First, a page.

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The Peugeot 308 has never been a car to set pulses racing, but don't be fooled by its understated looks. Peugeot's sold over 84,000 since the 308 was released in 2007, making it the company's second most popular car on these shores in recent times. Clearly, our French chums are onto a good thing, so it's no surprise to see the comany has released three brand new 308 models for 2011 -- the five-door hatchback, the SW estate and the CC coupe convertible.
We went hands-on with the £19,295, five-door, e-HDi hatchback model, which promises high economy and low CO2 emissions, to see what all the fuss is about. The range starts at around £15,245.
Fix your face
The 308 e-HDi has received a facelift for 2011. While it's hardly breathtaking, it's a fairly handsome car from some angles. This latest model boasts a range of tweaks to its front end, including slightly modified headlight clusters, boomerang-shaped LED day-running headlights, and a less pointed bonnet snout than we saw on the previous car. It holds its own alongside new rivals, such as the 2011.
Peugeot has applied a range of tweaks beneath the surface, too. The company has put the 308 on a diet, reducing the weight of all models in the range by a fairly significant 25kg, in a bid to improve fuel economy and reduce CO2 emissions.
In the e-HDi model, the company's also fitted low-rolling-resistance tyres that travel across the road surface with less drag than standard rubber, and a new 1.6-litre HDi FAP 112 Euro 5 diesel engine.
Sadly, the car's eco credentials aren't quite up there with the very best in its class. The car emits CO2 at a rate of 119g/km and has a combined economy of 60.1mpg, which isn't quite as good as the market-leading. That car spits out 99g/km and returns 74.3mpg. That said, Peugeot also has a special edition 308 Oxygo up its sleeve, promising numbers that are more in line with its most Earth-friendly rivals.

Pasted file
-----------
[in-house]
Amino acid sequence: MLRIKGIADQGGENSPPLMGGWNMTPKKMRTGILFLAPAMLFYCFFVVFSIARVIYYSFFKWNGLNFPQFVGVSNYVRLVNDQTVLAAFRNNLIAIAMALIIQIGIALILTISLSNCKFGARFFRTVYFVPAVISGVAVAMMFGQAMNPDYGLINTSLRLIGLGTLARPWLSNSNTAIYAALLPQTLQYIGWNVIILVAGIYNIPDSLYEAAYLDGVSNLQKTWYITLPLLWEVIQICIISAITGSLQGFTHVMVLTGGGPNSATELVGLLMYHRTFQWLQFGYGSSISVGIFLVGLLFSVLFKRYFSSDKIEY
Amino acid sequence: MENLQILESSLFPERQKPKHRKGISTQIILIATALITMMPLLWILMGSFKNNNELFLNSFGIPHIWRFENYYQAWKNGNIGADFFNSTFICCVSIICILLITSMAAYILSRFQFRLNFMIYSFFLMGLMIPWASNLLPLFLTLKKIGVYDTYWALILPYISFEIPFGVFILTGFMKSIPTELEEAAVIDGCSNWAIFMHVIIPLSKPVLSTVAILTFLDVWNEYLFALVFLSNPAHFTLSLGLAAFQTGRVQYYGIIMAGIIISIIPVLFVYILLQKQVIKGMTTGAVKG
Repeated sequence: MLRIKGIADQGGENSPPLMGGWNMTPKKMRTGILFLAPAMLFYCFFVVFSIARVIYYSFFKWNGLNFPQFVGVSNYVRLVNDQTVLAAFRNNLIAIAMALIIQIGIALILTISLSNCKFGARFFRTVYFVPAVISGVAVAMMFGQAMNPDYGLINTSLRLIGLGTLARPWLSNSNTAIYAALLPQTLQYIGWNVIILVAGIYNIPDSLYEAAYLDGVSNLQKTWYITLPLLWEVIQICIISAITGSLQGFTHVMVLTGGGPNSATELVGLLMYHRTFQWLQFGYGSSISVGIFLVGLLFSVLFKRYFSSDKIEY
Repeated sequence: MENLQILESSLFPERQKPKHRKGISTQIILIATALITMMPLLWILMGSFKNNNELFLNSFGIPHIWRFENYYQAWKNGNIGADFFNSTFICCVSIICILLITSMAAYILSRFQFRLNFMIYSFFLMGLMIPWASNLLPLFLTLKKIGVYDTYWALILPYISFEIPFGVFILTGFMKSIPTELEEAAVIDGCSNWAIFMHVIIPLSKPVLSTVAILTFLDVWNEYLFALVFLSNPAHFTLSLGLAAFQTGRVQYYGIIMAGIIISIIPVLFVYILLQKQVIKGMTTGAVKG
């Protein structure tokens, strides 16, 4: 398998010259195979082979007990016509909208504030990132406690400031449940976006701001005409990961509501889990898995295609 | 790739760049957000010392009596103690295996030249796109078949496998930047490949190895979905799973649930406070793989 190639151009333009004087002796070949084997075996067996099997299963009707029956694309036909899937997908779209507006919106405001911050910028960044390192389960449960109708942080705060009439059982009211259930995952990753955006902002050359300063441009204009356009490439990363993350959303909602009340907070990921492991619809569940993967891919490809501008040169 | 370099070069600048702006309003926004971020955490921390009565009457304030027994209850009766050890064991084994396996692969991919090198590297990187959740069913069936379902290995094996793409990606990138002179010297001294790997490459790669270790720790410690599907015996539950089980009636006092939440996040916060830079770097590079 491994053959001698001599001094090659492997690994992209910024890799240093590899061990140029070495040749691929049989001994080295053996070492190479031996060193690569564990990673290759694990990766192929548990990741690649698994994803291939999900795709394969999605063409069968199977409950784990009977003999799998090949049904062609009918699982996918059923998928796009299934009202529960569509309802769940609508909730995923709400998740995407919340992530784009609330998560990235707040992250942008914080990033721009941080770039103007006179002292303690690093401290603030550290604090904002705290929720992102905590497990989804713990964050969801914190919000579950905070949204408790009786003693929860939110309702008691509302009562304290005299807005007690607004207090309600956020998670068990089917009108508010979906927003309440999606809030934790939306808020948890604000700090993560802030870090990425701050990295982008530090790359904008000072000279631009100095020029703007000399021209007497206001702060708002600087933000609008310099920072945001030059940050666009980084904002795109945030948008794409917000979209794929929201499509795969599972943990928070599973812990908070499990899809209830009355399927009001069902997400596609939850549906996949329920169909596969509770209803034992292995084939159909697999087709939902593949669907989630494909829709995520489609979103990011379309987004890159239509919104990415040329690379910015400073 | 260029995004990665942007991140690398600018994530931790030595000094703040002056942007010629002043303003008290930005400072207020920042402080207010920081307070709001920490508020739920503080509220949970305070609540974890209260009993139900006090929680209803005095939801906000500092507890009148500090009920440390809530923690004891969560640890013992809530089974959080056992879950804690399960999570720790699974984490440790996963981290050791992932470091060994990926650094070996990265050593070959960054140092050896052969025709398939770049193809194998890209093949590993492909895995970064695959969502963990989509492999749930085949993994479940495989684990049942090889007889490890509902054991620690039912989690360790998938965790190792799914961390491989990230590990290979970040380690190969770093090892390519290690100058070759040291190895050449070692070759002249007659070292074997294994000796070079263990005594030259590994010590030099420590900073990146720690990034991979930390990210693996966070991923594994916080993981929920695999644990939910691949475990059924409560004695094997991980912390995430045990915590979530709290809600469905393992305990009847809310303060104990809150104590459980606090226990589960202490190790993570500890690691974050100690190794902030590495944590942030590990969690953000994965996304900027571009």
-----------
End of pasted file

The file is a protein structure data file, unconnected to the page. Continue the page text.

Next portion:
Stop starting on me
The 308 e-HDi sports a 'micro hybrid' system. This is a fancy term for stop-start technology. It switches the 308 e-HDi's engine off when the vehicle reaches a standstill and reactivates it again when the driver pulls away -- all in the name of burning less fuel.
We've seen this sort of tech before on family econoboxes, but Peugeot's implementation is memorable for several good -- and not-so-good -- reasons. Peugeot's solution only shuts down the engine if the driver engages neutral when the vehicle is at a standstill -- the engine will continue to run if you merely dip the clutch. This can be slightly annoying if you're in stop-start traffic, as it means you physically have to move the gear lever into the neutral position and back into gear each time, rather than merely dipping the clutch temporarily while you wait for traffic to start rolling.